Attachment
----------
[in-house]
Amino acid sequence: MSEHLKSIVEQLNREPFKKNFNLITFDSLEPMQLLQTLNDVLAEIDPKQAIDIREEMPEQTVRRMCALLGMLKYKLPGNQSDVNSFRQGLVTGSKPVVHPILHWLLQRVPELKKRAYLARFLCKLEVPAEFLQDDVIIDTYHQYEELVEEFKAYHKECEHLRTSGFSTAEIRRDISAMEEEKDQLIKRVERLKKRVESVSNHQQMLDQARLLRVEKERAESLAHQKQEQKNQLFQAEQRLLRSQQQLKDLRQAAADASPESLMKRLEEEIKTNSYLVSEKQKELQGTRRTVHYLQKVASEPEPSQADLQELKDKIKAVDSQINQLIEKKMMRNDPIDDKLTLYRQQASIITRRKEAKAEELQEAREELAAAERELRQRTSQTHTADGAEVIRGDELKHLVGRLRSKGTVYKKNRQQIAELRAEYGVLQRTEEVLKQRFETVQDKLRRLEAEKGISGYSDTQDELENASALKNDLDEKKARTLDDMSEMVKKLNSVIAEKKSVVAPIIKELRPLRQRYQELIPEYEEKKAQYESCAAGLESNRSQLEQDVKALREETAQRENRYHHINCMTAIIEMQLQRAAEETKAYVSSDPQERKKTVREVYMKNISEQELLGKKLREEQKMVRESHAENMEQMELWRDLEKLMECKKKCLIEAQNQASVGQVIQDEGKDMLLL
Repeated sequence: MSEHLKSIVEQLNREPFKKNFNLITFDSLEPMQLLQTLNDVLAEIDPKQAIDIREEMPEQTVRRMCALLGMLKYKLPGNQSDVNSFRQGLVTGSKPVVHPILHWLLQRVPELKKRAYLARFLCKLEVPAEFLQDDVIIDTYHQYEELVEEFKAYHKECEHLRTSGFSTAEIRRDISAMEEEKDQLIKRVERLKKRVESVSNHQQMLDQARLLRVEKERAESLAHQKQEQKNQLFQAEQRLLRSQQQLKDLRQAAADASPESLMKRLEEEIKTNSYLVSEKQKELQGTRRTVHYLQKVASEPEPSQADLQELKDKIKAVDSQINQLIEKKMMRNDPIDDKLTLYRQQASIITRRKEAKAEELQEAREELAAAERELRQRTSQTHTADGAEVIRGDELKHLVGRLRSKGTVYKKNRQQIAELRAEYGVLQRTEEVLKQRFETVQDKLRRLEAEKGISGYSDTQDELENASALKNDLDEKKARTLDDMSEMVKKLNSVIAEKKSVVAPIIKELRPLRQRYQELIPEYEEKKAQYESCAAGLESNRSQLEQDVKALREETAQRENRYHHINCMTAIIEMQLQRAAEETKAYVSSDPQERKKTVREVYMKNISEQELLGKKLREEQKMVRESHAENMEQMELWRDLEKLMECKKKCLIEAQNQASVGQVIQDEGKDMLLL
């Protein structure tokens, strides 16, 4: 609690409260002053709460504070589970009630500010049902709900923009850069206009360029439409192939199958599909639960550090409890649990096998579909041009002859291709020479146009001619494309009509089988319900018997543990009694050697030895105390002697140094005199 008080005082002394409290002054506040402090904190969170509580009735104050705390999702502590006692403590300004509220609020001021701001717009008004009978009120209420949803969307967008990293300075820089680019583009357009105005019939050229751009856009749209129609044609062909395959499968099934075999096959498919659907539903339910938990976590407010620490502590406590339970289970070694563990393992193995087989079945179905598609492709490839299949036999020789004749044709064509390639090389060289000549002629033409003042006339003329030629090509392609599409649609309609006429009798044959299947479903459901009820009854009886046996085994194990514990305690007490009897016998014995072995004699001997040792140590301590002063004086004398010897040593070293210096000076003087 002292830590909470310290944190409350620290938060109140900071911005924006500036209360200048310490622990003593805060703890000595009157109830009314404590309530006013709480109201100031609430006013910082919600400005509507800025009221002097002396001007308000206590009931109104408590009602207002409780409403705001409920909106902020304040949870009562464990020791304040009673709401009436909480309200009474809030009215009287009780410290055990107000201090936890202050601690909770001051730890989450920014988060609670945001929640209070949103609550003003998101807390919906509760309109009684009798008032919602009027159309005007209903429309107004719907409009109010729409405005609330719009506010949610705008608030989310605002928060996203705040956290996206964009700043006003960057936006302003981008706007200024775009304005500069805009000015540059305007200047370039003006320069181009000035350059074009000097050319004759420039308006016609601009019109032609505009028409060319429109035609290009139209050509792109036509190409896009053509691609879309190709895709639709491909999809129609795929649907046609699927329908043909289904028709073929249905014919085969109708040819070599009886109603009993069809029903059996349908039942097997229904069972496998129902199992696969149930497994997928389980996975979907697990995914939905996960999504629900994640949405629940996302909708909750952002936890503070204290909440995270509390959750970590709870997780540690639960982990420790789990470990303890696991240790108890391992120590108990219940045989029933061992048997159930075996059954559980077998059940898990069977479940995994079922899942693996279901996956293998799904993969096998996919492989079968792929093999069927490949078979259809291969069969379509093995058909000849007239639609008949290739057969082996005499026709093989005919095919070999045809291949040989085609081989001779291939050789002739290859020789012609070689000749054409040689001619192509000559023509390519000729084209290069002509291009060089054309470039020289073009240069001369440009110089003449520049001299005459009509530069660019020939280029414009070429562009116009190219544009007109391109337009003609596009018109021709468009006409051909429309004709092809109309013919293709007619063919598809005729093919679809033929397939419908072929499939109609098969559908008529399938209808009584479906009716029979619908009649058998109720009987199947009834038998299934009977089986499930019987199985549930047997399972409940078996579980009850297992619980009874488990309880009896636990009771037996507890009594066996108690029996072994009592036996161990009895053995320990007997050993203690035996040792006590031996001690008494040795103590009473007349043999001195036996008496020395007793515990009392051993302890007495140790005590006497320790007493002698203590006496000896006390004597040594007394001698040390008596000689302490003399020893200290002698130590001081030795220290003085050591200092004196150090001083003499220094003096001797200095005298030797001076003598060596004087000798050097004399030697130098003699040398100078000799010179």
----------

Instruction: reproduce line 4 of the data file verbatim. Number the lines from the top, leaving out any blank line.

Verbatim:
């Protein structure tokens, strides 16, 4: 609690409260002053709460504070589970009630500010049902709900923009850069206009360029439409192939199958599909639960550090409890649990096998579909041009002859291709020479146009001619494309009509089988319900018997543990009694050697030895105390002697140094005199 008080005082002394409290002054506040402090904190969170509580009735104050705390999702502590006692403590300004509220609020001021701001717009008004009978009120209420949803969307967008990293300075820089680019583009357009105005019939050229751009856009749209129609044609062909395959499968099934075999096959498919659907539903339910938990976590407010620490502590406590339970289970070694563990393992193995087989079945179905598609492709490839299949036999020789004749044709064509390639090389060289000549002629033409003042006339003329030629090509392609599409649609309609006429009798044959299947479903459901009820009854009886046996085994194990514990305690007490009897016998014995072995004699001997040792140590301590002063004086004398010897040593070293210096000076003087 002292830590909470310290944190409350620290938060109140900071911005924006500036209360200048310490622990003593805060703890000595009157109830009314404590309530006013709480109201100031609430006013910082919600400005509507800025009221002097002396001007308000206590009931109104408590009602207002409780409403705001409920909106902020304040949870009562464990020791304040009673709401009436909480309200009474809030009215009287009780410290055990107000201090936890202050601690909770001051730890989450920014988060609670945001929640209070949103609550003003998101807390919906509760309109009684009798008032919602009027159309005007209903429309107004719907409009109010729409405005609330719009506010949610705008608030989310605002928060996203705040956290996206964009700043006003960057936006302003981008706007200024775009304005500069805009000015540059305007200047370039003006320069181009000035350059074009000097050319004759420039308006016609601009019109032609505009028409060319429109035609290009139209050509792109036509190409896009053509691609879309190709895709639709491909999809129609795929649907046609699927329908043909289904028709073929249905014919085969109708040819070599009886109603009993069809029903059996349908039942097997229904069972496998129902199992696969149930497994997928389980996975979907697990995914939905996960999504629900994640949405629940996302909708909750952002936890503070204290909440995270509390959750970590709870997780540690639960982990420790789990470990303890696991240790108890391992120590108990219940045989029933061992048997159930075996059954559980077998059940898990069977479940995994079922899942693996279901996956293998799904993969096998996919492989079968792929093999069927490949078979259809291969069969379509093995058909000849007239639609008949290739057969082996005499026709093989005919095919070999045809291949040989085609081989001779291939050789002739290859020789012609070689000749054409040689001619192509000559023509390519000729084209290069002509291009060089054309470039020289073009240069001369440009110089003449520049001299005459009509530069660019020939280029414009070429562009116009190219544009007109391109337009003609596009018109021709468009006409051909429309004709092809109309013919293709007619063919598809005729093919679809033929397939419908072929499939109609098969559908008529399938209808009584479906009716029979619908009649058998109720009987199947009834038998299934009977089986499930019987199985549930047997399972409940078996579980009850297992619980009874488990309880009896636990009771037996507890009594066996108690029996072994009592036996161990009895053995320990007997050993203690035996040792006590031996001690008494040795103590009473007349043999001195036996008496020395007793515990009392051993302890007495140790005590006497320790007493002698203590006496000896006390004597040594007394001698040390008596000689302490003399020893200290002698130590001081030795220290003085050591200092004196150090001083003499220094003096001797200095005298030797001076003598060596004087000798050097004399030697130098003699040398100078000799010179």